It was with very energetic butterflies that I mounted the magnificent Chestnut, so named for her rich colouring. Our guide, Mira, hopped on – with no visible effort – to Blue, a stunning boy of about four years old, whose slate-coloured coat shone in the February sunlight. Mira is currently studying biology in Germany and comes down to South Africa to help with the Papiesfontein trails and to indulge in the African summers. Her passion for, and knowledge of horses put us totally at ease; despite our being real novices.
The trail starts off with about 50 minutes along a gravel trail through the scrubby Eastern Cape landscape. Every now and then, we caught sight of the river and a few buck species along the way. This was the right place to start us off as we were able to get a real feel for how to guide the horses before we hit the vast expanses of the open beach.
At the end of the gravel road, we were faced with a sizeable, steep sand dune. I was ready to climb off and walk Chestnut up it until Mira started giving helpful instructions on how to ride our powerful horses to the top. To feel the muscles and strength of the animal as it determinedly climbs up the dune beneath you, watching as its muscles writhe beneath the skin’s surface, was truly humbling and not a little impressive. As we neared the top of the dune, a world of beauty lay before us. I had not imagined how very spectacular these stretches of white sand dunes could possibly be, and I’m happy I hadn’t in a way, because the sheer beauty of it forced my breath out in an audible gasp.
The horses seemed to feel the same awe-struck sense of peace, completely relaxing and venturing out (still at a politely considerate walk) up and down these rolling mounds of white sand. Dune after beautiful dune, we reached the last one and, on getting to its peak, were again mesmerised by another facet of these exquisite surrounds – the green and blue of the Indian Ocean lapping onto unless miles of untouched coastline.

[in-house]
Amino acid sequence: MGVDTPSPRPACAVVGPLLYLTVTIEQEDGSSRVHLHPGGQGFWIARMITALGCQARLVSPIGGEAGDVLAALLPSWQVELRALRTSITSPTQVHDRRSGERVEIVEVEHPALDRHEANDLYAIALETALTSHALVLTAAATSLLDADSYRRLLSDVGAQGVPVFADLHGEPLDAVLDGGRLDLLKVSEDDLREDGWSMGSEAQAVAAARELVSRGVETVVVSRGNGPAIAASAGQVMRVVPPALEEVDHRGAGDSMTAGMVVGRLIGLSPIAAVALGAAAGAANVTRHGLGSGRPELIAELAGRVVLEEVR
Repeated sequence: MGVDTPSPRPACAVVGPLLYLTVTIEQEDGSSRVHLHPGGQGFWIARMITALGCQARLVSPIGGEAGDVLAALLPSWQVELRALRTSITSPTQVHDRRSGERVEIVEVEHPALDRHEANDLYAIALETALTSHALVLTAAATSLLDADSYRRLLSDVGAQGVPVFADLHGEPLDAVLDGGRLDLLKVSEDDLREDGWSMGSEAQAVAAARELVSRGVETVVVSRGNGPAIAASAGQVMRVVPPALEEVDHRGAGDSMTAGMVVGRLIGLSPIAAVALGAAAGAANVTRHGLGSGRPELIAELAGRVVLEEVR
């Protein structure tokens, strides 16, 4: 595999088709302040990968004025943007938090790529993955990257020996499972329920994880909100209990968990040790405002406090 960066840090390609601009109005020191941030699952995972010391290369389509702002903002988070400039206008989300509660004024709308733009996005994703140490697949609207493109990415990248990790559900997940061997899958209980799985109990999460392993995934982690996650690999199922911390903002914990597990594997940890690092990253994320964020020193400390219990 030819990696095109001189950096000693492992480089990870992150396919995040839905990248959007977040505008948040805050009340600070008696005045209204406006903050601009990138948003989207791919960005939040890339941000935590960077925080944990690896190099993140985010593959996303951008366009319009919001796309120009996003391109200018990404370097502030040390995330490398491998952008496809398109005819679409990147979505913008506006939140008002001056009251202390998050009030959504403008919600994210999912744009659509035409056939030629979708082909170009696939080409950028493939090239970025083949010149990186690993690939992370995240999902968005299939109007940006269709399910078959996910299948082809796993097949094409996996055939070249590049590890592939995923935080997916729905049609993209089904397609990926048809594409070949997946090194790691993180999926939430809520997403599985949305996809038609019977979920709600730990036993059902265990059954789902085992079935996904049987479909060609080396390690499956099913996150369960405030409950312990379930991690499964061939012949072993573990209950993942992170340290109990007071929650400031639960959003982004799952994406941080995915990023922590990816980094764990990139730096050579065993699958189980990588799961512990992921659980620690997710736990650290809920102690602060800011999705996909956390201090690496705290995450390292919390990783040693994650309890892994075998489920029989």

Although the horses clearly wanted to break into an uninhibited gallop on this long stretch, they were extremely responsive to our grip on the reigns and maintained a leisurely walking pace.
The entire trail took about two hours to complete. We loved absolutely every moment of it – something I realised when my cheeks began to cramp from smiling. Mira kept us entertained with commentary on the surrounding nature and the training of horses, and pointing out interesting finds along the way.
You will definitely need a high-factor sunscreen, water, a camera, long pants (trousers) and closed shoes. Also, for those not accustomed to the saddle, consider asking for an extra blanket on which to sit, as the saddle becomes tough after sitting in it for an extended period.
The Papiesfontein trail is certainly one of the most beautiful places I have been on my travels, and experiencing it on horseback comes very close to perfection in our estimations.
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Address: Papiesfontein, Jeffreys Bay, Eastern Cape.
Telephone: +27 (0)79 299-8080
Opening hours: Monday to Sunday from 09h00 to 14h00 (except Christmas and New Years day)
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